Agostino Bonalumi with one of his works; “White Ambience, Space Withheld and Space Invaded” (2002), part of Guggenheim collection

Agostino Bonalumi - Expansion and Distortion

The works of Agostino Bonalumi exist in the suspension between sculptural form and painterly surface. Informed by the Zero group and the avant-garde tendencies of the time, Bonalumi explored material as the subject in rejection of the Art Informel. His explorations of the sensory experience of an artwork are manifested within his visually iconic legacy saturated by colourful and striking minimalistic works that challenge the viewer’s perception of art and its spatial limitations.

Agostino Bonalumi in his studio

Agostino Bonalumi in his studio

Born in July 1935 in Milan, Bonalumi emerged as a self-taught painter in the local art scene. Originally a student of technical and mechanical design, the artist began attending the studio of Enrico Baj where he made acquaintance with Piero Manzoni, Enrico Castellani and Lucio Fontana. Fontana would later become a sort of mentor for Bonalumi whose practice followed the similar path of seeking to expand the physical and formal dimension of the canvas. In 1956 at the Galleria Totti, Bonalumi’s first solo exhibition was inaugurated, and the artist quickly established himself at the forefront of the Italian avant-garde.

Founding member of the art journal “Azimuth”, Bonalumi would publish investigative reflections on the work of Fontana. His visits to the artist studio would greatly help the artist to develop his individual iconic idiom. In comparison to Fontana, Bonalumi did not cut the surface, neither did he create texture, instead the colours, the shapes and the shadows distorted and expanded the canvas. Through the utilisation of geometric frames and wooden structures, Bonalumi would deform the picture plane, causing stretching and bulges. With specific canvas that had malleable qualities, the artist challenged the two-dimensional surface as one that existed beyond the support for painterly application and embraced it as a formal entity in its own existence. In Bonalumi’s own vocabulary, he referred to these works as “estroflessioni”, “extroflections”. This term describes explicitly the opposite of the “retroflections”, in which something is bent backwards. In Bonalumi’s oeuvre, the “extroflections” bend forward. Through the physical tension, they expand into the space, reaching forward in time, into the future of art. In order to support the artist’s claim of the surface itself becoming the work of art, he adopted a strict monochromatic colour palette that ranges from pure white, to pitch black, bold yellows and deep blues. Ridges and bulges quietly interrupted the stimulating depth of colour creating new hues and shadows that formed the work’s spatial domination on the wall.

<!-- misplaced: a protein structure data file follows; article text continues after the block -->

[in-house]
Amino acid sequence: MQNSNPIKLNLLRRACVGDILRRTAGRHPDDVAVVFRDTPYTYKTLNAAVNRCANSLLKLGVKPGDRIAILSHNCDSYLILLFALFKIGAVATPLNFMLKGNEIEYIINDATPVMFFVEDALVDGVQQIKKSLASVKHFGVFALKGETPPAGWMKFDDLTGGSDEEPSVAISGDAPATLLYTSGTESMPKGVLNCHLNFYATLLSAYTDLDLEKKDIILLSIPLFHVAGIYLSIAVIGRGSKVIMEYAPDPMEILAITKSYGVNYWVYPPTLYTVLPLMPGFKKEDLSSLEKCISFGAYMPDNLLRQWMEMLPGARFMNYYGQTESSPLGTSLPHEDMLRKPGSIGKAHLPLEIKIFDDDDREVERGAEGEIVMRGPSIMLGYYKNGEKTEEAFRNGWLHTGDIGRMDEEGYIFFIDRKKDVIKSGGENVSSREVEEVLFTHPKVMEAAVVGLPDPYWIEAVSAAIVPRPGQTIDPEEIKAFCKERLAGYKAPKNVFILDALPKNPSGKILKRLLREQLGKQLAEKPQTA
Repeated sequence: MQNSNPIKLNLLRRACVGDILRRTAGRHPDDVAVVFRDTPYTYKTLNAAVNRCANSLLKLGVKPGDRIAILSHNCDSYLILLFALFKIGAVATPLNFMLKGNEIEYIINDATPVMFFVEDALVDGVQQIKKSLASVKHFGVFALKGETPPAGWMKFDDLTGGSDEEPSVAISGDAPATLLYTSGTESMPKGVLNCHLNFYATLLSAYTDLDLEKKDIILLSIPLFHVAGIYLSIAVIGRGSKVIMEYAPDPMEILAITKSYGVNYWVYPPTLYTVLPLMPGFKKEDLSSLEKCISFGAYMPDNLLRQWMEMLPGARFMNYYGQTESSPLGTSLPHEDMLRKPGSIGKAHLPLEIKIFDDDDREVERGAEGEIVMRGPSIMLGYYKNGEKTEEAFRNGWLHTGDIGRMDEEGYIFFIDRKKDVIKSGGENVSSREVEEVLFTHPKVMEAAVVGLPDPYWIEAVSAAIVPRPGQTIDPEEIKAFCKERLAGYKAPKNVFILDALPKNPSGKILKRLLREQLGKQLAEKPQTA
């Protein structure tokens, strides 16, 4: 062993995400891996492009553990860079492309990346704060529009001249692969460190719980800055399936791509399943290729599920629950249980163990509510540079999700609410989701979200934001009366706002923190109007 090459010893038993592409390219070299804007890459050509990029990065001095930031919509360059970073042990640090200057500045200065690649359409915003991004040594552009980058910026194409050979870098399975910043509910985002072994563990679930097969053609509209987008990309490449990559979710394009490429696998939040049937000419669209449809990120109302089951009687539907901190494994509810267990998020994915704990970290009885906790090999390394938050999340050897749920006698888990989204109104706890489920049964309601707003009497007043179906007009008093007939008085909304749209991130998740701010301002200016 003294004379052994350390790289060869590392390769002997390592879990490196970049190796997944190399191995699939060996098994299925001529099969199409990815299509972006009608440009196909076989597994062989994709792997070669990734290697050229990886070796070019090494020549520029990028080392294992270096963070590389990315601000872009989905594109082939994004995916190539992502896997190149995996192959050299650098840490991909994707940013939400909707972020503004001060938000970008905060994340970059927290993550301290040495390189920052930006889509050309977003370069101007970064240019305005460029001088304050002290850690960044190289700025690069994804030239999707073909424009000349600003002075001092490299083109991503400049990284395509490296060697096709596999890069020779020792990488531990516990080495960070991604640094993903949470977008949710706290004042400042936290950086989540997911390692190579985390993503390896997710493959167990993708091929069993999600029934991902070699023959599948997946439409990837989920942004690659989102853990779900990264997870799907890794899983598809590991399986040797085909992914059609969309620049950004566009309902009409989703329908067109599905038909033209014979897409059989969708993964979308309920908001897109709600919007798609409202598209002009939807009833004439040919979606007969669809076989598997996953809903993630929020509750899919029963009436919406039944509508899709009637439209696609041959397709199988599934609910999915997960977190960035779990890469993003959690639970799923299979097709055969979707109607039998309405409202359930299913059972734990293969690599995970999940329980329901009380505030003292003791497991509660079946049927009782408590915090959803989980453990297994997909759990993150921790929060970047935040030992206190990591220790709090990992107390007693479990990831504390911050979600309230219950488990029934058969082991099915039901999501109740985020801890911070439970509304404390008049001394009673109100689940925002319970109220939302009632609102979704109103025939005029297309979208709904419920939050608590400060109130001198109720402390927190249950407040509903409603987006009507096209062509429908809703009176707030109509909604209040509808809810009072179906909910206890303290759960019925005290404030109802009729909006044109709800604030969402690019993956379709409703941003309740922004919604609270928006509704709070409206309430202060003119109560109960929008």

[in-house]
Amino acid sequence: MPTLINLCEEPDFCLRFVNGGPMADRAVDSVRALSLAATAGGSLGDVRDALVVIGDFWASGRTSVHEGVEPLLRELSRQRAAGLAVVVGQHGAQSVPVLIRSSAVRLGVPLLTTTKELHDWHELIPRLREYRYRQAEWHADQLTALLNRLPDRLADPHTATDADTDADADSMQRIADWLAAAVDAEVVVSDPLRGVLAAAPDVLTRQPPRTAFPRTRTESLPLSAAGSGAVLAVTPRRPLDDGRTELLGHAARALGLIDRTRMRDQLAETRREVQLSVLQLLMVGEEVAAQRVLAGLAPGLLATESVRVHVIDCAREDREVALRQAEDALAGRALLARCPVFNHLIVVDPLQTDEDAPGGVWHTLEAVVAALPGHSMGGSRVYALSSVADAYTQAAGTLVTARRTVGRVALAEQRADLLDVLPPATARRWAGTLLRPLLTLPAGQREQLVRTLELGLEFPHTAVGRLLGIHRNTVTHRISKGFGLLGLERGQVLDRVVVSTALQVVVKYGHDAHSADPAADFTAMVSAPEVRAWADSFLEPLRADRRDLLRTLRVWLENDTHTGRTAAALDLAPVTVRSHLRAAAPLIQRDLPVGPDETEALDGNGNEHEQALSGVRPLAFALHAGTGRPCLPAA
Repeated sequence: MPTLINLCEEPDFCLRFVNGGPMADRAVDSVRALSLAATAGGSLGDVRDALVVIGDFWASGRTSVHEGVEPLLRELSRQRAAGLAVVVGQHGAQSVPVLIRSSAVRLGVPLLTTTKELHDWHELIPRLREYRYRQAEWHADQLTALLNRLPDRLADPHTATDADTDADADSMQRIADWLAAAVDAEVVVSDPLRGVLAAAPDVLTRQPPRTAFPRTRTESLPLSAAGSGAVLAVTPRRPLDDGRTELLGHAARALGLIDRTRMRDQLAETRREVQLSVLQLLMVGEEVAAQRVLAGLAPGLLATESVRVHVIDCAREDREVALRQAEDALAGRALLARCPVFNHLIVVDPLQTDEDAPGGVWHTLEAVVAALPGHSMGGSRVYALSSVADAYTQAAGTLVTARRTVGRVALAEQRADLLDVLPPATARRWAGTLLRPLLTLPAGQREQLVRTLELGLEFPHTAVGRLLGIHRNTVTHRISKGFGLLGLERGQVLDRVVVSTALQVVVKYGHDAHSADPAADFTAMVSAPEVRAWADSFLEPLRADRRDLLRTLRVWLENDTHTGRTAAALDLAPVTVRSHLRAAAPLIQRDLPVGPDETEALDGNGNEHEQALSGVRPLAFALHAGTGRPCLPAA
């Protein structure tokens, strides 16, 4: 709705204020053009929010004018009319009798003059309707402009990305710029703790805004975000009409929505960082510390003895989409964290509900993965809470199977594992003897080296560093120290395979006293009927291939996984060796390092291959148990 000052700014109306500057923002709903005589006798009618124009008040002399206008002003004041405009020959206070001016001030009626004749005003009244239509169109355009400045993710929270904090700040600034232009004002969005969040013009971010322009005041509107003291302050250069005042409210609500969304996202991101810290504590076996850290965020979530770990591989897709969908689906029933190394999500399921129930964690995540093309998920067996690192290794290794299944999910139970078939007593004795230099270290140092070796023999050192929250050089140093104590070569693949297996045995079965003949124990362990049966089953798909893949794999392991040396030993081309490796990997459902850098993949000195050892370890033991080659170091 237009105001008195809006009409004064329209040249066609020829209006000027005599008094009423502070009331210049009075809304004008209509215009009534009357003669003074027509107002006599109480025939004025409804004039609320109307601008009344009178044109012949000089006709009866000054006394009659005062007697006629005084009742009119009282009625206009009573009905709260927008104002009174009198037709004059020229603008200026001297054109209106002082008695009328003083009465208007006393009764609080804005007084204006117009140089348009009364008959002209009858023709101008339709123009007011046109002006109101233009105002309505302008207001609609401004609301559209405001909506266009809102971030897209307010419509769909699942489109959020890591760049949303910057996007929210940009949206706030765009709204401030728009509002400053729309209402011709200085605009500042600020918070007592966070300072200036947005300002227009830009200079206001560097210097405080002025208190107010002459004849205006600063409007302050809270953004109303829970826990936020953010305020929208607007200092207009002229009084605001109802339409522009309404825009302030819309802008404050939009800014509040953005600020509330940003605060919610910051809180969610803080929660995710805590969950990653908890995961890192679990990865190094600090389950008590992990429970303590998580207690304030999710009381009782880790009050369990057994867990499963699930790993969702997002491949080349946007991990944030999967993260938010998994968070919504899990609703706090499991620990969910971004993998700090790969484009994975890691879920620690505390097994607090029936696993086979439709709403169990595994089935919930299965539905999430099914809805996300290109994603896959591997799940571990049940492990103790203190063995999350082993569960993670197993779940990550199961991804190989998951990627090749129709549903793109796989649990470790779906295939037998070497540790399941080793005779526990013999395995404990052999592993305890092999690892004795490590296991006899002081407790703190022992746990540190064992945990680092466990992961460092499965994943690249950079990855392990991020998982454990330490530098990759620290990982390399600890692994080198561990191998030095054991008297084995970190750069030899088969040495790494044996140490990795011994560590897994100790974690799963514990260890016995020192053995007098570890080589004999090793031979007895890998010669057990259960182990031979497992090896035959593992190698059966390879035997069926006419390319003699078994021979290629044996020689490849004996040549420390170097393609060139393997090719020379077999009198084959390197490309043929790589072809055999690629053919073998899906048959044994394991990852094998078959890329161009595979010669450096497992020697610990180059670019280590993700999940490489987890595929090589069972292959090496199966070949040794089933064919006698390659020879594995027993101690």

Exhibition Poster for Bonalumi, Castellani and Manzoni, in 1959

Agostino Bonalumi together with Lucio Fontana and Enrico Castellani

Agostino Bonalumi with one of his “extroflections”

“I start from Zero, what do I do?
There is nothing and then something happens”

Zero exhibition in London’s Signals at 39 Wigmore Street, London, 1966

Zero exhibition poster 1964

Zero artists in Düsseldorf

Bonalumi’s evolving practice was tightly linked to the activities of the German art movement and collective the Zero group. Amongst Italian peers such as Lucio Fontana, Piero Manzoni and Enrico Castellani the artist exhibited across Europe and the US as part of the international formation of like-minded artists. Its three founding members Heinz Mack, Otto Piene and Günther Uecker, followed a manifestation that sought to distance itself from concurrent post-war movements such as Tachisme or Art Informel. Wanting to emphasise the work’s material over the artist’s subjectivity, subjects such as light and space became central leitmotifs and media for the artists of Zero.

“From the unfinished by Michelangelo to the Leonardo’ sfumato, to Impressionism, to Expressionism , in modern art the unfinished, the unspecified, the elusive perception, is the prime instrument of style; the overcoming of the finished as limit. In the tendencies where the work of art is work of art object, form is from the project that defines it, while the unfinished, in the closed form, will be the elusive perception, from the absence of the symbol, the unwanted that however is subject, or experience: in a word appearance.”

Agostino Bonalumi “Blu abitabile" (1967)

Agostino Bonalumi in front of his work

Agostino Bonalumi “Ambiente bianco (White Environment)”

During the late 1960s, Bonalumi further expanded his practice by creating large-scale versions of his canvasses whose all-encompassing presence fully invaded the exhibition space covering walls, ceilings, corridors and floors. Experimenting with artistic theories concerned with constructivism, the artist emerged the visitor in an all-surrounding sensory experience that included special flooring and textured material. These works demonstrated the artist’s growing interest in the impact of luminosity and shadow of his painted surfaces. His environmental installations are the epitome of his oeuvre and emblematic of the sensory experience of the encounter with a Bonalumi sculpture-painting.

Agostino Bonalumi “Opera Ambiente Giallo-Bianco” (2003)

“White Ambience, Space Withheld and Space Invaded” (2002), part of Guggenheim collection